Putting Your Hand on the Burner When You’ve Already Learned That it’s Hot
First an explanation of the dynamics of FLO TV’s advertising strategy. Then an identification of the strategy’s psychological root, then it’s economic root, and finally the philosophical root of them all.
Evidently FLO TV, because it’s product truly is the final manisfestation of the much-aligned coming ubiquity of television, expects to be criticized, and so it is cutting it’s critics off before they have a chance to point out the obvious.
Personality – and by extension, familial – problems, which are frequently (and not without some legitimate basis) blamed on too much time watching television, will somehow alleviate FLO TV’s complicity in them simply because they pointed them out voluntarily. The message they wish to impart to the public is “yes, we realize that television does indeed lead to a lack of communication and intimacy between family members (even to the point of interfering with land mark events in a child’s life), and that that can be directly traced to the lack of personal introspection by members of the family, and that the easy escape from reality which the television offers is largely responsible for that – but because we realize this and admit it preemptively, somehow using our product won’t produce the same results.”
Bud Light uses this same marketing tactic, which has been written about here and here on this blog. The psychological root of this can be traced to the fact that the advertising of products, increasingly, does not sell the product, but the personalities of those who produce the product. The consumer, faced with virtually identical choices, makes his decision based upon a feeling of spiritual unity with the company. He feels “these are my kind of people”, and so by extension he also frequently feels “this is my kind of television/beer/cheeseburger.” The irony is that it is presicely this lack of spiritual unity which these companies exploit by pandering to in the short-term that they depend upon in the long term (excessive television and alcohol consumption is the source of their profitability).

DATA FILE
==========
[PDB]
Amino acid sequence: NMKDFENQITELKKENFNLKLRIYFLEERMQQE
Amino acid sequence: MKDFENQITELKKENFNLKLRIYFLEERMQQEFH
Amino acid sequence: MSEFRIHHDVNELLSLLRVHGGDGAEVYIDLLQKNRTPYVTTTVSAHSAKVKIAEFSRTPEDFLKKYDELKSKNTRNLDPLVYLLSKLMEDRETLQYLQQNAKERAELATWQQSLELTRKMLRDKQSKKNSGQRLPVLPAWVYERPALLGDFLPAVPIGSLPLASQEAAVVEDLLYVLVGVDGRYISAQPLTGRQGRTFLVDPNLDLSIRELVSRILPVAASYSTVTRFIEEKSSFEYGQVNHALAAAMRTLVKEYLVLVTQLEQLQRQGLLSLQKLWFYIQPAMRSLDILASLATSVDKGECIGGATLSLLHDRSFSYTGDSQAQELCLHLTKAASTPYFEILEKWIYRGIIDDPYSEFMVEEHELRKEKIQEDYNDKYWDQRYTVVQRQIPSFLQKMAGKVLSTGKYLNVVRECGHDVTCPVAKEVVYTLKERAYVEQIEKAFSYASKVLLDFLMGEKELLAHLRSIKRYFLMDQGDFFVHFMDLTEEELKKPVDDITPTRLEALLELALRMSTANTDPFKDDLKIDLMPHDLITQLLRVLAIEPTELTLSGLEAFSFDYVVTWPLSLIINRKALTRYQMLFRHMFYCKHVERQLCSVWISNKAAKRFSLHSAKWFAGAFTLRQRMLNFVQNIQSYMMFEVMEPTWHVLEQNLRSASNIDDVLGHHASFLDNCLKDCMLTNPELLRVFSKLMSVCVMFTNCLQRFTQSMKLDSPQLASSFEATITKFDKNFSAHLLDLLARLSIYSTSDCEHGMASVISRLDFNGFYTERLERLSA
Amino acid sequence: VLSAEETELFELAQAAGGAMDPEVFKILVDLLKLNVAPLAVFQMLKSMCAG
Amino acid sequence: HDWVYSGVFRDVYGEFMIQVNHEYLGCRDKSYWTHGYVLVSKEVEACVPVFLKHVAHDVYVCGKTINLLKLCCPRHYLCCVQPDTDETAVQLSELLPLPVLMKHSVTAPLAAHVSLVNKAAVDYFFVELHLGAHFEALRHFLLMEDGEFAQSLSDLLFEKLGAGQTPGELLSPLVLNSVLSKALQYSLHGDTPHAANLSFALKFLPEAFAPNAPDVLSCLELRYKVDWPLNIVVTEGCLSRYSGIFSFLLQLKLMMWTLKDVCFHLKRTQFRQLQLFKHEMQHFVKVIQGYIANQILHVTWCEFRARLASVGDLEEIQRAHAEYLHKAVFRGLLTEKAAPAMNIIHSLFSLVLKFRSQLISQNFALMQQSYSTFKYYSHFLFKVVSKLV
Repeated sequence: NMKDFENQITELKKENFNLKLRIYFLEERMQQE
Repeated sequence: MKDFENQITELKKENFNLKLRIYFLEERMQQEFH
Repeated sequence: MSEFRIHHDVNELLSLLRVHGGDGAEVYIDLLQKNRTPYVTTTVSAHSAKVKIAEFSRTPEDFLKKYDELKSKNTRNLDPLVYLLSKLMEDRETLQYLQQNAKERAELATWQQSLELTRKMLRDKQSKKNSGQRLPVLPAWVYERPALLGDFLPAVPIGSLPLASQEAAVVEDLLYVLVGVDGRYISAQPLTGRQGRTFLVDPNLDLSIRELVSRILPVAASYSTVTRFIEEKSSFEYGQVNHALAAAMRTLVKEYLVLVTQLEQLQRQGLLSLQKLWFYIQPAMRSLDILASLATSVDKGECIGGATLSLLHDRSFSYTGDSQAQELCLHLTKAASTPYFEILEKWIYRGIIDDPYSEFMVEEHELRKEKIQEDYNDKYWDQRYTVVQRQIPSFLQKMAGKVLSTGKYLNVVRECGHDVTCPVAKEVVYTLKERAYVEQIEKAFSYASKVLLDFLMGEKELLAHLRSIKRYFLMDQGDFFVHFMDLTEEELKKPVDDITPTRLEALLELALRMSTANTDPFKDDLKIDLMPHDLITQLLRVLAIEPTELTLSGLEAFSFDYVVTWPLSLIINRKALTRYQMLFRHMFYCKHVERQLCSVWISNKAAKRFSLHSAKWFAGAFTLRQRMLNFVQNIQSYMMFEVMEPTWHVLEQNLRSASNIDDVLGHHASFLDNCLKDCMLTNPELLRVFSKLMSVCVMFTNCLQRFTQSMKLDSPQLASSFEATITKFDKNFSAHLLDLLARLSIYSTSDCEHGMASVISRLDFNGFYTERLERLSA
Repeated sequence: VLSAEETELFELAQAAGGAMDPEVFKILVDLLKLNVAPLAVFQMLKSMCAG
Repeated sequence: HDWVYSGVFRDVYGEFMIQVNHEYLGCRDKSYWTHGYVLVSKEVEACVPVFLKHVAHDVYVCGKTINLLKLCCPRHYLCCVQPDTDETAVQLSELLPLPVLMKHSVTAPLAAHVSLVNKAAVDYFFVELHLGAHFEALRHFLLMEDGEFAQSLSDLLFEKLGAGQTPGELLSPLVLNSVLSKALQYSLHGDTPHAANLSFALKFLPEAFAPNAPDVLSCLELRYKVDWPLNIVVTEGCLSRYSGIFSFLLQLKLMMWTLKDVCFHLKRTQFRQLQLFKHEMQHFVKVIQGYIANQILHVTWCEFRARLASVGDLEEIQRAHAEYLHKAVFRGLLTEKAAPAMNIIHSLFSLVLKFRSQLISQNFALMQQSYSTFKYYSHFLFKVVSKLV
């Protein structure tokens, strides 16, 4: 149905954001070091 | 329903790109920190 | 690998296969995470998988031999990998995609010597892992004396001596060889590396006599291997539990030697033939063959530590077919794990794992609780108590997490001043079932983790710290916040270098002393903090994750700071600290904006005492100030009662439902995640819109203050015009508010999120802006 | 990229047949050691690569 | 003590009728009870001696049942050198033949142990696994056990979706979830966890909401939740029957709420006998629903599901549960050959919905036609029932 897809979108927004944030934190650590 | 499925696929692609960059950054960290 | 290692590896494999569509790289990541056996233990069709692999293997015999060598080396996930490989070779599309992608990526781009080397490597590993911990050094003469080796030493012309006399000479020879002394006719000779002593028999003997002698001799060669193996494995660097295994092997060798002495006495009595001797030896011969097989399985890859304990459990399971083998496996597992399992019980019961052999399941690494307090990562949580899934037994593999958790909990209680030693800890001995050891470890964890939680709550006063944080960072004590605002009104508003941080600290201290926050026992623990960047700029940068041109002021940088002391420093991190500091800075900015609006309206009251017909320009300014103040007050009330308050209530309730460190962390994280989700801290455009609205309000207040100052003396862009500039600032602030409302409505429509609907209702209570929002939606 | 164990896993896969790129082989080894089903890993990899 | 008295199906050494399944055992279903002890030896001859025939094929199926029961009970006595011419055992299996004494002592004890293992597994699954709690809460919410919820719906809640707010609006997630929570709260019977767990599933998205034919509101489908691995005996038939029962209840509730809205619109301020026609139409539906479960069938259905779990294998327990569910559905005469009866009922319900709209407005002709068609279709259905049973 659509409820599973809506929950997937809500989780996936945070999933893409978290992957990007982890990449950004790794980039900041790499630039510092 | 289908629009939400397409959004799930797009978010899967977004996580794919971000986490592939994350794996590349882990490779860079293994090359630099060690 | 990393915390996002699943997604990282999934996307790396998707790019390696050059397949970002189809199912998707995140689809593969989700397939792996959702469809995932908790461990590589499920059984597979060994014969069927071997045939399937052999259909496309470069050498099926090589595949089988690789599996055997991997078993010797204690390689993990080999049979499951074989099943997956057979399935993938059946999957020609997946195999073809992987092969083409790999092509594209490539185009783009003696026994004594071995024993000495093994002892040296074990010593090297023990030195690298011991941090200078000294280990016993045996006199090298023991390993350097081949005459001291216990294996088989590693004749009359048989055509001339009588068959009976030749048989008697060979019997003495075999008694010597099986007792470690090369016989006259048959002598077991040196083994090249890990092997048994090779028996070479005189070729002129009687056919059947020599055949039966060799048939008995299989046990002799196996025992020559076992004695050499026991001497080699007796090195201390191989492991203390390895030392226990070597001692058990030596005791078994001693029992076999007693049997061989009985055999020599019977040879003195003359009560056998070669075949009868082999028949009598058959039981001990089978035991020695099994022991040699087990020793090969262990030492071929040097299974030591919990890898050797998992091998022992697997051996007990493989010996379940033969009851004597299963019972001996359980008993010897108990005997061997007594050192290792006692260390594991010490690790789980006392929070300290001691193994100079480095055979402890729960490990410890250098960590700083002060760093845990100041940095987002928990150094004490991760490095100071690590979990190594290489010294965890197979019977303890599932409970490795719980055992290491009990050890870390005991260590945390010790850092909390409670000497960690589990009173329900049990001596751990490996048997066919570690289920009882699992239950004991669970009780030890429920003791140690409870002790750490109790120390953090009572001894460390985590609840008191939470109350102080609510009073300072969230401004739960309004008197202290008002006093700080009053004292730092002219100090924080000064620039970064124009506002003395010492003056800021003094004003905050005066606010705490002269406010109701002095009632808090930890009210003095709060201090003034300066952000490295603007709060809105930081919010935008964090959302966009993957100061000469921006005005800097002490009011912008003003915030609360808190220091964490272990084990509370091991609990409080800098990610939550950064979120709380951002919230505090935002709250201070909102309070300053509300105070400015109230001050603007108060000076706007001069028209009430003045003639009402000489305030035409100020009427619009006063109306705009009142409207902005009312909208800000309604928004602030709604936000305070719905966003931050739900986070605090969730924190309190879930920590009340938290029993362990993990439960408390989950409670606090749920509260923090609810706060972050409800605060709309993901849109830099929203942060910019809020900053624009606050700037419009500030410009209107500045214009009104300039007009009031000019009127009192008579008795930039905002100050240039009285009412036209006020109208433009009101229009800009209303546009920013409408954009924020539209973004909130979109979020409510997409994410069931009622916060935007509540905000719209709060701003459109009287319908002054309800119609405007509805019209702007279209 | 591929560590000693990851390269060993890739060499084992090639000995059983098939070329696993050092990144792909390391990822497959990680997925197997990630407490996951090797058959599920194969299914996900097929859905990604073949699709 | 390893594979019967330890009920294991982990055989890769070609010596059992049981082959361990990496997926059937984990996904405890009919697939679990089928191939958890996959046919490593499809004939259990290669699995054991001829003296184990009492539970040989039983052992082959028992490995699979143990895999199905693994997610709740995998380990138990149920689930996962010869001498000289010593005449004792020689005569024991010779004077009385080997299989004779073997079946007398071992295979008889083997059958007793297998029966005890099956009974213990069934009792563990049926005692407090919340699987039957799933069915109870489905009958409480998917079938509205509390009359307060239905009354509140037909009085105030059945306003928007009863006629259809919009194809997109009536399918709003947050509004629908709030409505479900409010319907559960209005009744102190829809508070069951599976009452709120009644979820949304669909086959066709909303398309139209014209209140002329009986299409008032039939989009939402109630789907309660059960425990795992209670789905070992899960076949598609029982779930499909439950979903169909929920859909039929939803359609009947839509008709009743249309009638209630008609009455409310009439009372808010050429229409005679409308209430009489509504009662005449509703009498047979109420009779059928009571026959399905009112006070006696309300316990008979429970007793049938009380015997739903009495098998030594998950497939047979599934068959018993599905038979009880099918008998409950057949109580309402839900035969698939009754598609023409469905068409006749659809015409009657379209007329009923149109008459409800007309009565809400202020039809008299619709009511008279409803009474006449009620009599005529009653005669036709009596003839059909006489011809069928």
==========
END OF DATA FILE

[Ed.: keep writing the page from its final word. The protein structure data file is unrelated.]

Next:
Why are companies, whose products are technologically sophisticated, and whose business models are extremely complex, willing to risk exposing their long-term well-being to disaster (customers becoming acutely aware, through advertisements such as these, of the detriments of buying these products) for the sake of short-term gains (a result of pandering to the consumer’s unfulfilled psychological needs just discussed)? Economically, the answer is the unpredictable nature of the macroeconomic situation. The prices of raw materials, the availability of affordable labor, trade agreements with other nations, and taxation and regulatory structures are so intimately tied up in the shifting whims of the political culture of the country that to make a product which is actually good for your customers, and to sell that product using nothing but it’s objectively valuable traits, is a competitive disadvantage and a recipe for bankruptcy.
Philosophically, the immediate reason why advertising like this is expected to work on the public is that the public is cynical. Acutely aware of it’s own unhappiness, but lacking an adequate explanation for it, it seeks to have it confirmed on the widest and most detailed of scales, instead of being reminded of it let alone have it uprooted. Companies follow where the culture takes them. The root philosophical reason why obscene commercial celebrations of sociopathic or dysfunctional behavior are accepted, and why encouragements towards psychotic behavior (“keep doing what you know is bad for you”) are tolerated, is the same reason why the macroeconomic situation is tolerated – even why more of the same of what caused it is celebrated as a “solution.” That reason is the belief in the inefficacy of man and the malevolent nature of the universe at large. If one’s mind cannot be trusted – if everything is a matter of perspective, and all we encounter is a distortion induced by our fallable senses – then there is not reason not to drink too much beer, or watch too much television, or to laugh at it when we are told that we do. If the universe, even if we could trust our minds to give us correct unbiased information, is an ever-shifting network of malicious forces ultimately beyond our control to coexist with, then again, there is no reason not to lose ourselves in drinking, and fantasy, and cynical laughter at the destruction or perversion of all that is good, decent, and valuable.